Perky and Menacing, Packing 'Gunpowder and Lead'
At 23, Miranda Lambert is country music's latest Great Blonde Hope, a refugee from the American Idol-esque TV series Nashville Star whose album Crazy Ex-Girlfriend has become a crossover hit. Lambert possesses outsized talent and a personality that seems at once bubbly and menacing, like Kristin Chenoweth if she were packing heat. Crazy Ex-Girlfriend is appealingly nervy and dark — never more so than on its crackling opener, "Gunpowder and Lead," which outlines the tale of a woman lying in wait for her abusive boyfriend, shotgun in hand.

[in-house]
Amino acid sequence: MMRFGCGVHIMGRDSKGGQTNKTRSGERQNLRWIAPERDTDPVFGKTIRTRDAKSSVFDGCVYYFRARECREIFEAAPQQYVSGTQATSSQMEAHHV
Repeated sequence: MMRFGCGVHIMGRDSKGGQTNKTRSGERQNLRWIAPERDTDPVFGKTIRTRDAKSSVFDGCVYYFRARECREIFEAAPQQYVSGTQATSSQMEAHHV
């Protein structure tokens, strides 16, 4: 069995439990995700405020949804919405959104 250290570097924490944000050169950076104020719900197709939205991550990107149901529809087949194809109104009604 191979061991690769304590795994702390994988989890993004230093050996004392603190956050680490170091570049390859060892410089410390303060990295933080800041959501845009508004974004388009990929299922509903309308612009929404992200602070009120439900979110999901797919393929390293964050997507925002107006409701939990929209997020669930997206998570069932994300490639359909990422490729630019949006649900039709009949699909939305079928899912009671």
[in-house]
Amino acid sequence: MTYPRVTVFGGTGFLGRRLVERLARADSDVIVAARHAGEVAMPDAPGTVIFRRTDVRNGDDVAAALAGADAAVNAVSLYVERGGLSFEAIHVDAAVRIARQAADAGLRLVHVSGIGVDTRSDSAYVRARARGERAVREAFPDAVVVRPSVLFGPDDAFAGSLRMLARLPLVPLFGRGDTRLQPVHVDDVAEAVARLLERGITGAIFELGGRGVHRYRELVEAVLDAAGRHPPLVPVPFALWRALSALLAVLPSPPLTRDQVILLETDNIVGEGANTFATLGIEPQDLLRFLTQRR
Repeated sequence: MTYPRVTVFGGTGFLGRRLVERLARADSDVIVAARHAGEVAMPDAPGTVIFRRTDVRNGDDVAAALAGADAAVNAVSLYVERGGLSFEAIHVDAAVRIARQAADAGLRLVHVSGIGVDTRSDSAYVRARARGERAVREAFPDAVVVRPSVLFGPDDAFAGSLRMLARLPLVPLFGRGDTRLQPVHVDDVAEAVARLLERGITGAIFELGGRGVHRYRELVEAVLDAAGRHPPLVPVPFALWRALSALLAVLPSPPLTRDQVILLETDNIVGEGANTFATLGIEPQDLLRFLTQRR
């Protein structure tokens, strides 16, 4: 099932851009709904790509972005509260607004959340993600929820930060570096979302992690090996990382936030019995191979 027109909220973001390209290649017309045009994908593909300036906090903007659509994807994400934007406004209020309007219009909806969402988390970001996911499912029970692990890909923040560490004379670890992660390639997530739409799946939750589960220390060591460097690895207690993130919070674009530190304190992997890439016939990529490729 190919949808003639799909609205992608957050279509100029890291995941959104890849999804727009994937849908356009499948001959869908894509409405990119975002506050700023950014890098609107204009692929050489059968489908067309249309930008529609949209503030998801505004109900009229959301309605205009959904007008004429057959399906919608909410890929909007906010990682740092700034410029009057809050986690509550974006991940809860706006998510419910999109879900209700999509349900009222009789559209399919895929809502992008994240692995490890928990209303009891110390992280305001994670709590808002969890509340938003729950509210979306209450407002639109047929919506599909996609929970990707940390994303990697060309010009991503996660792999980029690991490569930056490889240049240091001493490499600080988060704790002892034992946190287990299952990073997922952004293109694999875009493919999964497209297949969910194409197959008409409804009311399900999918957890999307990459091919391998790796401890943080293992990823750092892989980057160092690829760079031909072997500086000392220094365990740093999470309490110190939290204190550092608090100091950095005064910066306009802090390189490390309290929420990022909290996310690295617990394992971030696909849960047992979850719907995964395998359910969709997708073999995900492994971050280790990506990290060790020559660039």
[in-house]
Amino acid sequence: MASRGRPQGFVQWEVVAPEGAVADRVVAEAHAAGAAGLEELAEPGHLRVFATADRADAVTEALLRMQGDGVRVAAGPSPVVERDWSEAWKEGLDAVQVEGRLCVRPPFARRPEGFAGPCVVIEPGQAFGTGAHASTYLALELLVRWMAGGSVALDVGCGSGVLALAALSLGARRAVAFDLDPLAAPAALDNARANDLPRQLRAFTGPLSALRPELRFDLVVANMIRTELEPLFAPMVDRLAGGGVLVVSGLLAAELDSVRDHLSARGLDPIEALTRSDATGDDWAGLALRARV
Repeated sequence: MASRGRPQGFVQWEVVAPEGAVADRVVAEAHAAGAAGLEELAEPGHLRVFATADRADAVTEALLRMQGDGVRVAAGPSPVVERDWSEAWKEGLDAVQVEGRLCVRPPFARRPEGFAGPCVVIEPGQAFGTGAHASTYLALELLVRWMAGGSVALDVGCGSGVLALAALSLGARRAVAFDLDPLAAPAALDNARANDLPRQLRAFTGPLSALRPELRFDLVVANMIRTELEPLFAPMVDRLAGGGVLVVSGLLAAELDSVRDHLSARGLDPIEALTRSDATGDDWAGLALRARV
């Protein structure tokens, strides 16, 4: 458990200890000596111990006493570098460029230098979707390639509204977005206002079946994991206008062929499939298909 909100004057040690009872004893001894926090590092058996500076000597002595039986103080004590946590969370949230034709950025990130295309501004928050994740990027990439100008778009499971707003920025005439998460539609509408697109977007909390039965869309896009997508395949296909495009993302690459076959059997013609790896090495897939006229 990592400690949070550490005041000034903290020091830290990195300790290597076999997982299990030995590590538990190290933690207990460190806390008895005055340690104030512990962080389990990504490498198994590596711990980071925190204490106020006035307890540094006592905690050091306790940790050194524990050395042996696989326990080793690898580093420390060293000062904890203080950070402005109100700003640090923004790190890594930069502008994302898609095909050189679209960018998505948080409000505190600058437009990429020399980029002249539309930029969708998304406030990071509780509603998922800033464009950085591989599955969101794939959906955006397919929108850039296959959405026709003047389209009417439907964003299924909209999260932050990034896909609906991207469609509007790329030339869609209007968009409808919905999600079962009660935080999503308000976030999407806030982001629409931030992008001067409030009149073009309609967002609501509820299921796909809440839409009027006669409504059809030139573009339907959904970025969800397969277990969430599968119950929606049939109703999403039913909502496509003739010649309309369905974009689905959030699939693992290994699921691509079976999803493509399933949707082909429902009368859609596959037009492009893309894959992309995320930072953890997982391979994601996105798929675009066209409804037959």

The latest in a line of new-school country revenge anthems, "Gunpowder and Lead" ranks somewhere between Carrie Underwood's tire-slashing tour de force "Before He Cheats" and the Dixie Chicks' cheerily murderous "Goodbye Earl." Like those tracks, it's perky and demented ("I'm gonna show him what a little girl's made of / Gunpowder and lead"), charming and creepy. It starts with a car on a highway, ends with a shotgun blast and unfolds like a woman-in-jeopardy Lifetime TV movie, a '50s pulp novel and a Quentin Tarantino film all rolled into one.
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